Artists for a Free South Africa
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Alternate Names: Artists for a New South Africa
Los Angeles, California, United States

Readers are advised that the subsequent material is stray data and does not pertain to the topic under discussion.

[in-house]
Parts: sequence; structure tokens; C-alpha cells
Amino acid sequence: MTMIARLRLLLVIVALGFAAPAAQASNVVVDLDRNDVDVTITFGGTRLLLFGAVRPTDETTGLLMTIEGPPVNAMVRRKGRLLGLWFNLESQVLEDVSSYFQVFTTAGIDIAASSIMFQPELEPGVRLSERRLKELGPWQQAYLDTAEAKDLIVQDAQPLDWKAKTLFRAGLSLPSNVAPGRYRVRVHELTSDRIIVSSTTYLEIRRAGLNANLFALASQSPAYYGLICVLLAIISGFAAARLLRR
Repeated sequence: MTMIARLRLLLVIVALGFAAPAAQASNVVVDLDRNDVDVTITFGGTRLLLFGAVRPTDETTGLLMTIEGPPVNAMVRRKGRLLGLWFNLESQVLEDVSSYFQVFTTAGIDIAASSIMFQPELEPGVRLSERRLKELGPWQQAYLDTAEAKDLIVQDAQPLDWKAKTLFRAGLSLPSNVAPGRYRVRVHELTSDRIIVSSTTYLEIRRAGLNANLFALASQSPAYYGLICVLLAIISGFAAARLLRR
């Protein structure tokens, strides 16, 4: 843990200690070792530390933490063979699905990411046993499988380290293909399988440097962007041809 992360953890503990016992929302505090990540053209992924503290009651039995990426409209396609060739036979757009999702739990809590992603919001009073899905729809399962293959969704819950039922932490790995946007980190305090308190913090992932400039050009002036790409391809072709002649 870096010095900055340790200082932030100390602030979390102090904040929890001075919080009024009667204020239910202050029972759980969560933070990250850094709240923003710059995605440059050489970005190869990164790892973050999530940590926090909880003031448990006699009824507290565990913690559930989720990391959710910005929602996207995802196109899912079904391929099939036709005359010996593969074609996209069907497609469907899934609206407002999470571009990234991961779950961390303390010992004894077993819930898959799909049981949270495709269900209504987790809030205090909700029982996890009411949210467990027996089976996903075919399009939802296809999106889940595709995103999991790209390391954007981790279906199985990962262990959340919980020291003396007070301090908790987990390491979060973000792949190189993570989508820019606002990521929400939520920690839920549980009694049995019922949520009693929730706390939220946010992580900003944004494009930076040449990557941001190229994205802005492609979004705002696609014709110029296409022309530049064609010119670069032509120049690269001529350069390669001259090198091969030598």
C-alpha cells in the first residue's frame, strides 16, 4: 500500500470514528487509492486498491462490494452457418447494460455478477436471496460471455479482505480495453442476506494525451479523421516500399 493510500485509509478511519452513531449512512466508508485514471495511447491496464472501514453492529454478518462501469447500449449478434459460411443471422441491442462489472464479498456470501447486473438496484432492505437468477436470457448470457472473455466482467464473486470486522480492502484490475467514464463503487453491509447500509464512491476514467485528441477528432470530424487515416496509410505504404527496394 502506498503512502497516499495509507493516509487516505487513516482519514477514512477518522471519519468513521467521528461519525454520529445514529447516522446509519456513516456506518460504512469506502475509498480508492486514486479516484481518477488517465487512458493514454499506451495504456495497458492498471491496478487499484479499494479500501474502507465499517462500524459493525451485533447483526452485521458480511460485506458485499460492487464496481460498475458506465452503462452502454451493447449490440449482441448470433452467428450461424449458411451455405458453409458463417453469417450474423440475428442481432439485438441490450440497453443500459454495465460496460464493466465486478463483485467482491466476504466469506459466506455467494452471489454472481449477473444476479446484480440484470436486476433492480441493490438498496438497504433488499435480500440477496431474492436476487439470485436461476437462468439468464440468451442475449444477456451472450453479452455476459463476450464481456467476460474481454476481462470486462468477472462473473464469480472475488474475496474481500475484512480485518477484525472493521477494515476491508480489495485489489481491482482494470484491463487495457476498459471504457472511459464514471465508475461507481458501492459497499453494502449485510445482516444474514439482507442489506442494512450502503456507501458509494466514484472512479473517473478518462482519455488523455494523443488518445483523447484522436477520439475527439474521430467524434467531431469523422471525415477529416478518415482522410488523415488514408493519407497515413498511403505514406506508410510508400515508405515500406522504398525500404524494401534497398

Artists for a Free South Africa (AFSA) was founded in 1989 by Alfre Woodard, Danny Glover, Blair Underwood, CCH Pounder, Mary Steenburgen, Robert and Donna Brown Guillaume, Roderick Spencer and other members of the creative community, many of whom had long been involved in efforts against apartheid. ANSA was formed in response to calls from U.S. and South African grassroots organizers, American elected officials, and South African anti-apartheid leaders for greater support of the international, anti-apartheid movement. The founders recognized the role artists and the arts could play in galvanizing public attention at a time when media coverage of South Africa was scarce-due to increased South African censorship and their expulsion of foreign journalists as well as to lagging U.S. interest. They established ANSA to mobilize the entertainment industry in support of the cultural boycott, economic sanctions, and other international campaigns to help end apartheid. In its early days, AFSA mounted educational events and programs to inform members of the entertainment community about conditions in South Africa and about the vital importance of the cultural boycott and other efforts to isolate the apartheid regime. AFSA mobilized artists and media professionals, arranging their support of and participation in these national and international campaigns. AFSA members appeared at press conferences, authored opinion editorials, lobbied, joined in protest marches, and participated in letter-writing campaigns to support economic and cultural sanctions, protest apartheid, advocate for the release of political prisoners and call for the protection of human rights and civil liberties in South Africa. By involving celebrities and other VIPs in these efforts, ANSA helped to increase media coverage, generate greater public awareness and encourage more widespread public support. In 1990, shortly after Nelson Mandela's release from prison, he embarked on his first U.S. tour. ANSA co-coordinated the Los Angeles fundraising dinner that netted $1.2 million for the Nelson Mandela Freedom Fund. After South Africa’s first democratic election in 1994 the organization changed its name to Artists for a New South Africa (ANSA).